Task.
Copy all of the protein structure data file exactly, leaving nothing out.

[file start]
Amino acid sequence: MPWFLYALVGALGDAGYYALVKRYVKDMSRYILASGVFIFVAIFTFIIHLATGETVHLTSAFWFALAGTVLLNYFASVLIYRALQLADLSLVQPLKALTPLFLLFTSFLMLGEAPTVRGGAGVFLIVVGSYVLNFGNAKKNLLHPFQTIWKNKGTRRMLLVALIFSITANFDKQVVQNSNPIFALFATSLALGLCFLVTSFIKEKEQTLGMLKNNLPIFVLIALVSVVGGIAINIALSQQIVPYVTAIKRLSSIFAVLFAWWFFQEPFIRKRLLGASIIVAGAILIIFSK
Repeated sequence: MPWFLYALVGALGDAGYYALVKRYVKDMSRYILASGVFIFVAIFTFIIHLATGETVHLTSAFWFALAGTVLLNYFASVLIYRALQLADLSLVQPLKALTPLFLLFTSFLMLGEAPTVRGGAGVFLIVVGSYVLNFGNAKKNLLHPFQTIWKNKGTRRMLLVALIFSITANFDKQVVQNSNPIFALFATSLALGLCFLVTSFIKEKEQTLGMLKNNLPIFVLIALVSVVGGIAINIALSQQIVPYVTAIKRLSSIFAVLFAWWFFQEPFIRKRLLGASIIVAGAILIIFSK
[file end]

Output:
Amino acid sequence: MPWFLYALVGALGDAGYYALVKRYVKDMSRYILASGVFIFVAIFTFIIHLATGETVHLTSAFWFALAGTVLLNYFASVLIYRALQLADLSLVQPLKALTPLFLLFTSFLMLGEAPTVRGGAGVFLIVVGSYVLNFGNAKKNLLHPFQTIWKNKGTRRMLLVALIFSITANFDKQVVQNSNPIFALFATSLALGLCFLVTSFIKEKEQTLGMLKNNLPIFVLIALVSVVGGIAINIALSQQIVPYVTAIKRLSSIFAVLFAWWFFQEPFIRKRLLGASIIVAGAILIIFSK
Repeated sequence: MPWFLYALVGALGDAGYYALVKRYVKDMSRYILASGVFIFVAIFTFIIHLATGETVHLTSAFWFALAGTVLLNYFASVLIYRALQLADLSLVQPLKALTPLFLLFTSFLMLGEAPTVRGGAGVFLIVVGSYVLNFGNAKKNLLHPFQTIWKNKGTRRMLLVALIFSITANFDKQVVQNSNPIFALFATSLALGLCFLVTSFIKEKEQTLGMLKNNLPIFVLIALVSVVGGIAINIALSQQIVPYVTAIKRLSSIFAVLFAWWFFQEPFIRKRLLGASIIVAGAILIIFSK